Renaissance Music

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Renaissance Music

The ideal Renaissance man was skillfully trained in music. Musicians played an integral role in worship; although women were not allowed to play in the church, they were widely known publicly. Choirs doubled in size since the Middle Ages and sacred music soon grew and created secular music. Musicians played in festivals, spectacles, in the royal court and studied in renown schools. They were more highly valued and therefore paid than ever before. Without such musical influence, the Renaissance would not have the melodious sounds of harmony and expression it is most notably known for.

The Franco-Flemish School

-Mikolaj Gomolka lived from 1535 to 1610. He was a composer, flautist and trumpeter. His most famous melodies include "Melodies of the Polish Psalter". -Jan of Lubin has ambigiuous birth and death dates; however, we do know he was a composer and organist in the first half of the 14th century. He is credited with creating the earliest organ tablature in the world, with both secular and sacred music.

This school of music served as the muscial heart of the Renaissance in modern day Belgium and France. Their style was preeminent from 1450 - 1520. It was characterized by vocal music composition in various octaves. The students traveled extensively throughout Europe, helping to unify the continent's music for the first time since the Gregorian chant. The shift in musical concentration later shifted to Italy after this school sparked the movement.

Castilian Schools

This school of polyphony was located on the Iberian peninsula. The most popular secular music came from the vilacico in Portugal, although sacred music was produced as well. Medieval dance forms continues to be popular throughout these 1700s. Strings were used extensively in this style with a significant Spanish influence, leading to the modern day Flamenco.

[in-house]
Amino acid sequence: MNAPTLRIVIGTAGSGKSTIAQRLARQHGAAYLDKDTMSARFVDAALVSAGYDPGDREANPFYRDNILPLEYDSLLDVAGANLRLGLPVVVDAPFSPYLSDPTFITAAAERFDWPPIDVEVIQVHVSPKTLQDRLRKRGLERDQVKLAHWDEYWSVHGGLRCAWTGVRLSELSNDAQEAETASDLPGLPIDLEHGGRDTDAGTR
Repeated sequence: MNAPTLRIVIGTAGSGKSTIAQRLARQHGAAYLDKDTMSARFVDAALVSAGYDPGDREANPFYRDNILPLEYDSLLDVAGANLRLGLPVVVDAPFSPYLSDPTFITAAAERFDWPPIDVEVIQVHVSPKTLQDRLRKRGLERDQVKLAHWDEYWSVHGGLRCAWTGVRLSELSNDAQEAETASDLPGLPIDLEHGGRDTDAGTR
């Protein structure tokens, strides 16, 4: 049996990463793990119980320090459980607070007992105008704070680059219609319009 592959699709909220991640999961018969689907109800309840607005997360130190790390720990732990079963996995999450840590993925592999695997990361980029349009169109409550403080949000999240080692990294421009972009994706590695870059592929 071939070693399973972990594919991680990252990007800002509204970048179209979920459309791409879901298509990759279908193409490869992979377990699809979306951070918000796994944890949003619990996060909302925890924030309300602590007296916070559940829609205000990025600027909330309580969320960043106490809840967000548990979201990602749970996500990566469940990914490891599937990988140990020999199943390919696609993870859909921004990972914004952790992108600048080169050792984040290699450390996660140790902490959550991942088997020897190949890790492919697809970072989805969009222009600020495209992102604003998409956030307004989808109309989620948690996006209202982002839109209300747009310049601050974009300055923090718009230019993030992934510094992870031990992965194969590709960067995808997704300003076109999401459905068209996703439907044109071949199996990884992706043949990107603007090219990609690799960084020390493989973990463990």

Juan del Enzina was a Spanish composer known for his simple yet beautiful villancicos with memorable melodies. -Francisco de Penalosa was one of the most prolific composers of the Renaissance. He wrote secular villancicos and sacred works in Latin. -Francisco Guerrero wrote both secular and holy music as well, and lived in Portugal and Italy in addition to Spain. -Josquin des Perez was one of the first composer to master the high Renaissance style. He was imitated, revered and a former chapel singer. He wrote for masses, motets, chansons and frottole. -Tomas Luis de Victoria was a composer of the late Renaissance and a part of the Counter Reformation movement, writing only sacred music.

Music in the Renaissance

An Era of Change

Polish Composers

Renaissance Video


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